When ever someone mentions the word Fire Department, all the hoops come out.

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  29. First ,great job by the WFD and the other departments that responded. To the comments that Cranford works with a minimum of 5 men is absurd. Cranford has almost as many fires as Westfield and they are as grossly undermaned as WFD.It is ridicules that with the FH right across the street that they did not have enough manpower to use their own ladder truck. To compare WFD with FDNY is BS. FDNY responds on a first alarm with more manpower then WFD and Cfd combined with the ability to get more. NFPA which is the recognizes standard in the country for firefighting as well as other standards. While in NJ NFPA is not totaley adopted you can,t pick and choose which ones you want to follow.If someone gets seriously injured or dies the Town is open to mega lawsuits. The firefighters have every right to expect to go home at the end of a shift and with the taxes that Cranford and Westfield pay the resident deserve and should receive adequate police and fire protection.at the Ferraros fire the were lucky they didn.t lose the whole block. As far as the Mountain ave fire it was very fortunate that no one died. You can,t equate WFS or CFD to Scotch plains or Fanwood because evey time they have any type of structure they have to call the Paid towns for help, and that is a fact.Yes Westfield and Cranford do have volunteers but you can,t depend on if and when they are going to show up.Volunteers in these cases are ment to supplement the paid department not replace.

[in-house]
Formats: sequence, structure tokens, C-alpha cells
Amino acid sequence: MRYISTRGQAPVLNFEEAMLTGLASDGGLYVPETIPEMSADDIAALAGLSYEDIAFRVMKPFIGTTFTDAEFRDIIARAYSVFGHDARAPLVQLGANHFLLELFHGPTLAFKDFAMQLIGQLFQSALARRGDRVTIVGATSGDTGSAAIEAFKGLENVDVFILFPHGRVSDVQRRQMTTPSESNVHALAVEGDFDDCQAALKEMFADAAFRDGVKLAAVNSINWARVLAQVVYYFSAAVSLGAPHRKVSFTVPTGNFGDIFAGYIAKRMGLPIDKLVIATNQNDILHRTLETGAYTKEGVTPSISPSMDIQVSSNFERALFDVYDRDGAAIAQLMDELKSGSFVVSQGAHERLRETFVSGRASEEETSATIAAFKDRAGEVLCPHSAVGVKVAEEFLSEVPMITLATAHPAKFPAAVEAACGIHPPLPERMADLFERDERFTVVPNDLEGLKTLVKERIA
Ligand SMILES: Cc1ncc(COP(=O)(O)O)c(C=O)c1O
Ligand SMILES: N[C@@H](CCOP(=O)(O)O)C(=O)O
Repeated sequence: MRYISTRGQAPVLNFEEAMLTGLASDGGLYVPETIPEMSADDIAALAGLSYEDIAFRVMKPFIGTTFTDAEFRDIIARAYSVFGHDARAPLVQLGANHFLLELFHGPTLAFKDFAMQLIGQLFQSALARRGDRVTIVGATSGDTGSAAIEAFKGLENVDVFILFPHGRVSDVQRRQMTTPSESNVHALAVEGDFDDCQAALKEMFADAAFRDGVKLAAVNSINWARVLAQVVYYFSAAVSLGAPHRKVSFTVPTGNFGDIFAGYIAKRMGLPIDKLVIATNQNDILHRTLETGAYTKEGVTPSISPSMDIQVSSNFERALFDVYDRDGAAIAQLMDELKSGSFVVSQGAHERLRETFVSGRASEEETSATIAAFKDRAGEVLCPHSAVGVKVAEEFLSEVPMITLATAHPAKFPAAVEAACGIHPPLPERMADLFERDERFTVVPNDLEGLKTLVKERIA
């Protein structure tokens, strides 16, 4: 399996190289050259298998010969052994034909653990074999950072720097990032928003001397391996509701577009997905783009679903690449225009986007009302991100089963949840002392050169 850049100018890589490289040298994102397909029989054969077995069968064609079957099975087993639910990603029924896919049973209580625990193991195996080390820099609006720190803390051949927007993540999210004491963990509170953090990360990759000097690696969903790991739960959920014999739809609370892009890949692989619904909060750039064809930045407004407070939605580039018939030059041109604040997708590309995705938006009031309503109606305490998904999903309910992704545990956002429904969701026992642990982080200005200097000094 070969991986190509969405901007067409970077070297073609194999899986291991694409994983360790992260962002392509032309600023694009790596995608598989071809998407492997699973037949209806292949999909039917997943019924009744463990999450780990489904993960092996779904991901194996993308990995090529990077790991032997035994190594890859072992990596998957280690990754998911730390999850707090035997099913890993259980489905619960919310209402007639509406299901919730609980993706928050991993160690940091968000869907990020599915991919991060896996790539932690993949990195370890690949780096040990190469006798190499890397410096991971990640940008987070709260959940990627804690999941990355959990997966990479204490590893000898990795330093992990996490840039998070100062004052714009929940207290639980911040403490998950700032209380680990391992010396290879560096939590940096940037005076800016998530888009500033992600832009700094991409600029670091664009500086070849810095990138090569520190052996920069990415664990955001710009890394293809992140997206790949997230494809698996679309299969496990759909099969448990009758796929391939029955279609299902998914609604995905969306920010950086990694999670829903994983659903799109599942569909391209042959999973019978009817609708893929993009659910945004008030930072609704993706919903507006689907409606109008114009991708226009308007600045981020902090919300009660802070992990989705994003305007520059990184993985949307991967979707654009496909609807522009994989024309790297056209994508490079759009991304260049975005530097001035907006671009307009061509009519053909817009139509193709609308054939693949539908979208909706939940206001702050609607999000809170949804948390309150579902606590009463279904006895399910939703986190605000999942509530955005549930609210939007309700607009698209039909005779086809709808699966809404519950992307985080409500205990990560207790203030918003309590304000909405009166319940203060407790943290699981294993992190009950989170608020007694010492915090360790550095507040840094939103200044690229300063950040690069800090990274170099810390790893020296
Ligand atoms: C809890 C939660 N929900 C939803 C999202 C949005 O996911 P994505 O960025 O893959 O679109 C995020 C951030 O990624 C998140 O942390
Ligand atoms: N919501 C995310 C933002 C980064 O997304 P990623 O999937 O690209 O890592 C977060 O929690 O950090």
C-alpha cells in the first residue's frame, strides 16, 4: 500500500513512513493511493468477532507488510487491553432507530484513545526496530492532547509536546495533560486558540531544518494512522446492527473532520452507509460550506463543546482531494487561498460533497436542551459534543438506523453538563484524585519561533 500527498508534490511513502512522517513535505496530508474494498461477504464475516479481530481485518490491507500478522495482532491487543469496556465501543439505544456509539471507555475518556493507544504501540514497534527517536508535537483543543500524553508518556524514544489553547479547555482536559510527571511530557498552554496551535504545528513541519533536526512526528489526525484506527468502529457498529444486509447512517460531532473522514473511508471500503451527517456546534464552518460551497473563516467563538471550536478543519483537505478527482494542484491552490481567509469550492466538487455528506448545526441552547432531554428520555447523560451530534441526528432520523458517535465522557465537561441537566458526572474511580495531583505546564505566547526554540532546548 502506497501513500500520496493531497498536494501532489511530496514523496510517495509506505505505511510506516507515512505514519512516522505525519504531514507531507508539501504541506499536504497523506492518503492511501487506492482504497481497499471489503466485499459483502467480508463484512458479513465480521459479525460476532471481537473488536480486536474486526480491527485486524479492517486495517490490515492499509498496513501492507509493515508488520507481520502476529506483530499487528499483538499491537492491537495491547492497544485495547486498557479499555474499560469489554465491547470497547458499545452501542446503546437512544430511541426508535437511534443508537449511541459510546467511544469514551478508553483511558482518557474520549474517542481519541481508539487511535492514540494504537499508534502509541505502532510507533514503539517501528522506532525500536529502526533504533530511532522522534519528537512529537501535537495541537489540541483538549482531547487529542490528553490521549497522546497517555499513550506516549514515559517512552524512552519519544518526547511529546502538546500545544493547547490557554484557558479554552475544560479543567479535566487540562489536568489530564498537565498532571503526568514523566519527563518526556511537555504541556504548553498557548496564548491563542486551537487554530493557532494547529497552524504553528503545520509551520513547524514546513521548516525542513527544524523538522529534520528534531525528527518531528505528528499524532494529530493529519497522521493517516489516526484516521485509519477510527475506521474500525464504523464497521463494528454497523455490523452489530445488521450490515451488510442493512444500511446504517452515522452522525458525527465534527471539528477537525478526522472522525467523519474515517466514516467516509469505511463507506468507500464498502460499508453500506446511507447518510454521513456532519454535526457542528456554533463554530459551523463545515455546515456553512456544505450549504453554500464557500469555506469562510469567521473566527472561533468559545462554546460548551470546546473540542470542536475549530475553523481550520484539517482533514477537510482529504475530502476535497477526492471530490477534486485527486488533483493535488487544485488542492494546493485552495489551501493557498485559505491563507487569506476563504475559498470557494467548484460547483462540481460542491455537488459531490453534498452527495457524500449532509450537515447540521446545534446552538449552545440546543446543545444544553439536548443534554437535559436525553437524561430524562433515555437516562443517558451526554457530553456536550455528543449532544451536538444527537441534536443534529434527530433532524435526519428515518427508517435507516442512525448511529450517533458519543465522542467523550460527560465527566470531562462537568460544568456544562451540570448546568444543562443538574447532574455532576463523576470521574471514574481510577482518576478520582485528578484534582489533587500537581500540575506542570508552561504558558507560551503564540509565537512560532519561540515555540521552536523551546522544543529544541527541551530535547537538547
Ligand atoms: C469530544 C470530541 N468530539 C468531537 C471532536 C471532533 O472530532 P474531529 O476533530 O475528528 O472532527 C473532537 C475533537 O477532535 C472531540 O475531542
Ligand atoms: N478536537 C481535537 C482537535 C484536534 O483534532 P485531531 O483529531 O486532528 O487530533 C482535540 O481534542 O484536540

To address the hours issue yes they work 2 days but they are 24 hour days. If you take the number of scheduled shifts, 91 and multiply the hours, they far exceed the 40 hours a week that most people work. The FD is like an insurance policy, they are there when you need them. Yes you may not have a fire but you do,t know that. If that,s the case why do you have insurance, any insurance for that matter, because you dont know

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  30. You say "You can't equate WFS or CFD to Scotch plains or Fanwood because evey time they have any type of structure they have to call the Paid towns for help"

    But didn't 16 towns show up to "help" the Westfield Fire department the other night? Weren't most of these towns volunteer towns? Didn't Scotch Plains & Fanwood "help" us out that night?

    Your argument doesn't make sense.